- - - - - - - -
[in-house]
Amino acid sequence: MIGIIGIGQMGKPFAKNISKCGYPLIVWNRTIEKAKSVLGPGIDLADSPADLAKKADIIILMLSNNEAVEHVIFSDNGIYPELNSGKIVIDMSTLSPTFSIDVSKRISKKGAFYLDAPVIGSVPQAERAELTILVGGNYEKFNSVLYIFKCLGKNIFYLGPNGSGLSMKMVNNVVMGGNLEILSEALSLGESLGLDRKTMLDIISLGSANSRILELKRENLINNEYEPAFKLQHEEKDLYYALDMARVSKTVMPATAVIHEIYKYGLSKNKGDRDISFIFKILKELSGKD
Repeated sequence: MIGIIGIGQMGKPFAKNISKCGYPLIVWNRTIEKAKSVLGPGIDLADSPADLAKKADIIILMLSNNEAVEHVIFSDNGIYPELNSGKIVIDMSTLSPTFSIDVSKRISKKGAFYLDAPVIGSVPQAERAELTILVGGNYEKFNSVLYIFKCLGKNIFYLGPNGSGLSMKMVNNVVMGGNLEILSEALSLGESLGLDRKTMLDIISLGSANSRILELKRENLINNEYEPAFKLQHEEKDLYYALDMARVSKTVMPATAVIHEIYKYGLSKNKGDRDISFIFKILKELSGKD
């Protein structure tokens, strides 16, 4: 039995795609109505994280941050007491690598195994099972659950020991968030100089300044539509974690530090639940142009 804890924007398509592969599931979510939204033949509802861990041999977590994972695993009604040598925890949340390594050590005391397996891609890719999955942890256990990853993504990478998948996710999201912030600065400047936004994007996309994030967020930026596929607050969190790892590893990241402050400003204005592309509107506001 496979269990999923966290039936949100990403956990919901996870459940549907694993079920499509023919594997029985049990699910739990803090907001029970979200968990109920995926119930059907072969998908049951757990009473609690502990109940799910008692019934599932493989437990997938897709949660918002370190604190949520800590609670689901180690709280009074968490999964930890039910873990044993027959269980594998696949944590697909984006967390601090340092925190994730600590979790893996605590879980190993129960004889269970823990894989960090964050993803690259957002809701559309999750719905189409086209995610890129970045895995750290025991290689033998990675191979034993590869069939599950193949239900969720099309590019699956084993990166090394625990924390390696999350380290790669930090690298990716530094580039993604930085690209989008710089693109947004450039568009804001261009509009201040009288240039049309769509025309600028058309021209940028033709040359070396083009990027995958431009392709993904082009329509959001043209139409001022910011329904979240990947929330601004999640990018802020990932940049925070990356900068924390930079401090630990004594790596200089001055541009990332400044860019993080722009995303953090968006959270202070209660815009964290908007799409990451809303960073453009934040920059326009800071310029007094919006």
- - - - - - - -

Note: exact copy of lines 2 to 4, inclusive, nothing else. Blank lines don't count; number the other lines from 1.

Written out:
Amino acid sequence: MIGIIGIGQMGKPFAKNISKCGYPLIVWNRTIEKAKSVLGPGIDLADSPADLAKKADIIILMLSNNEAVEHVIFSDNGIYPELNSGKIVIDMSTLSPTFSIDVSKRISKKGAFYLDAPVIGSVPQAERAELTILVGGNYEKFNSVLYIFKCLGKNIFYLGPNGSGLSMKMVNNVVMGGNLEILSEALSLGESLGLDRKTMLDIISLGSANSRILELKRENLINNEYEPAFKLQHEEKDLYYALDMARVSKTVMPATAVIHEIYKYGLSKNKGDRDISFIFKILKELSGKD
Repeated sequence: MIGIIGIGQMGKPFAKNISKCGYPLIVWNRTIEKAKSVLGPGIDLADSPADLAKKADIIILMLSNNEAVEHVIFSDNGIYPELNSGKIVIDMSTLSPTFSIDVSKRISKKGAFYLDAPVIGSVPQAERAELTILVGGNYEKFNSVLYIFKCLGKNIFYLGPNGSGLSMKMVNNVVMGGNLEILSEALSLGESLGLDRKTMLDIISLGSANSRILELKRENLINNEYEPAFKLQHEEKDLYYALDMARVSKTVMPATAVIHEIYKYGLSKNKGDRDISFIFKILKELSGKD
């Protein structure tokens, strides 16, 4: 039995795609109505994280941050007491690598195994099972659950020991968030100089300044539509974690530090639940142009 804890924007398509592969599931979510939204033949509802861990041999977590994972695993009604040598925890949340390594050590005391397996891609890719999955942890256990990853993504990478998948996710999201912030600065400047936004994007996309994030967020930026596929607050969190790892590893990241402050400003204005592309509107506001 496979269990999923966290039936949100990403956990919901996870459940549907694993079920499509023919594997029985049990699910739990803090907001029970979200968990109920995926119930059907072969998908049951757990009473609690502990109940799910008692019934599932493989437990997938897709949660918002370190604190949520800590609670689901180690709280009074968490999964930890039910873990044993027959269980594998696949944590697909984006967390601090340092925190994730600590979790893996605590879980190993129960004889269970823990894989960090964050993803690259957002809701559309999750719905189409086209995610890129970045895995750290025991290689033998990675191979034993590869069939599950193949239900969720099309590019699956084993990166090394625990924390390696999350380290790669930090690298990716530094580039993604930085690209989008710089693109947004450039568009804001261009509009201040009288240039049309769509025309600028058309021209940028033709040359070396083009990027995958431009392709993904082009329509959001043209139409001022910011329904979240990947929330601004999640990018802020990932940049925070990356900068924390930079401090630990004594790596200089001055541009990332400044860019993080722009995303953090968006959270202070209660815009964290908007799409990451809303960073453009934040920059326009800071310029007094919006």